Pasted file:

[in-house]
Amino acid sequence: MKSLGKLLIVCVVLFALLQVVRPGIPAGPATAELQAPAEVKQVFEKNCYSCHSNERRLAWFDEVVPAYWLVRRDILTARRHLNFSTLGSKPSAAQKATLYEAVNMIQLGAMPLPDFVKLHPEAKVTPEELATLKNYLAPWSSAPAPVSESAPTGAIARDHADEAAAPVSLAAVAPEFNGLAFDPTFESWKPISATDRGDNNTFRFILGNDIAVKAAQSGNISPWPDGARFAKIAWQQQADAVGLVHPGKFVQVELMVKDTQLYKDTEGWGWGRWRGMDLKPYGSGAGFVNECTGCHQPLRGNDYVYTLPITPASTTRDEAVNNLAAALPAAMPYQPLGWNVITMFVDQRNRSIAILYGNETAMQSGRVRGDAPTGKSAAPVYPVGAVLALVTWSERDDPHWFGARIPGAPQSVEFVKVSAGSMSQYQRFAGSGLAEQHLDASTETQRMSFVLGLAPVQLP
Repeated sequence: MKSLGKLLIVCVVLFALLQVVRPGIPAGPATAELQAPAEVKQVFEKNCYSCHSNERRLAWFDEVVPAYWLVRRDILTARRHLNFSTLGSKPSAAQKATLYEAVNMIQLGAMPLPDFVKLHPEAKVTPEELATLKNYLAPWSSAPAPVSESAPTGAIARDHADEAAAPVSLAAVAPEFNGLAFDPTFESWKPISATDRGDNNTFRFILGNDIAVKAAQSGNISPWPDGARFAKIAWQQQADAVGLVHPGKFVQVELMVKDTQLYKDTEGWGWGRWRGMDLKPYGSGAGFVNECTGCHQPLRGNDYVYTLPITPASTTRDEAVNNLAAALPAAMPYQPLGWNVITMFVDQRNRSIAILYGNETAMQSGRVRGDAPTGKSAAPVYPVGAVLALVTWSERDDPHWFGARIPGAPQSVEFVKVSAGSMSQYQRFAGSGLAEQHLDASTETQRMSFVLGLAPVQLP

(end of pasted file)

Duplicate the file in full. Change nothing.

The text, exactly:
[in-house]
Amino acid sequence: MKSLGKLLIVCVVLFALLQVVRPGIPAGPATAELQAPAEVKQVFEKNCYSCHSNERRLAWFDEVVPAYWLVRRDILTARRHLNFSTLGSKPSAAQKATLYEAVNMIQLGAMPLPDFVKLHPEAKVTPEELATLKNYLAPWSSAPAPVSESAPTGAIARDHADEAAAPVSLAAVAPEFNGLAFDPTFESWKPISATDRGDNNTFRFILGNDIAVKAAQSGNISPWPDGARFAKIAWQQQADAVGLVHPGKFVQVELMVKDTQLYKDTEGWGWGRWRGMDLKPYGSGAGFVNECTGCHQPLRGNDYVYTLPITPASTTRDEAVNNLAAALPAAMPYQPLGWNVITMFVDQRNRSIAILYGNETAMQSGRVRGDAPTGKSAAPVYPVGAVLALVTWSERDDPHWFGARIPGAPQSVEFVKVSAGSMSQYQRFAGSGLAEQHLDASTETQRMSFVLGLAPVQLP
Repeated sequence: MKSLGKLLIVCVVLFALLQVVRPGIPAGPATAELQAPAEVKQVFEKNCYSCHSNERRLAWFDEVVPAYWLVRRDILTARRHLNFSTLGSKPSAAQKATLYEAVNMIQLGAMPLPDFVKLHPEAKVTPEELATLKNYLAPWSSAPAPVSESAPTGAIARDHADEAAAPVSLAAVAPEFNGLAFDPTFESWKPISATDRGDNNTFRFILGNDIAVKAAQSGNISPWPDGARFAKIAWQQQADAVGLVHPGKFVQVELMVKDTQLYKDTEGWGWGRWRGMDLKPYGSGAGFVNECTGCHQPLRGNDYVYTLPITPASTTRDEAVNNLAAALPAAMPYQPLGWNVITMFVDQRNRSIAILYGNETAMQSGRVRGDAPTGKSAAPVYPVGAVLALVTWSERDDPHWFGARIPGAPQSVEFVKVSAGSMSQYQRFAGSGLAEQHLDASTETQRMSFVLGLAPVQLP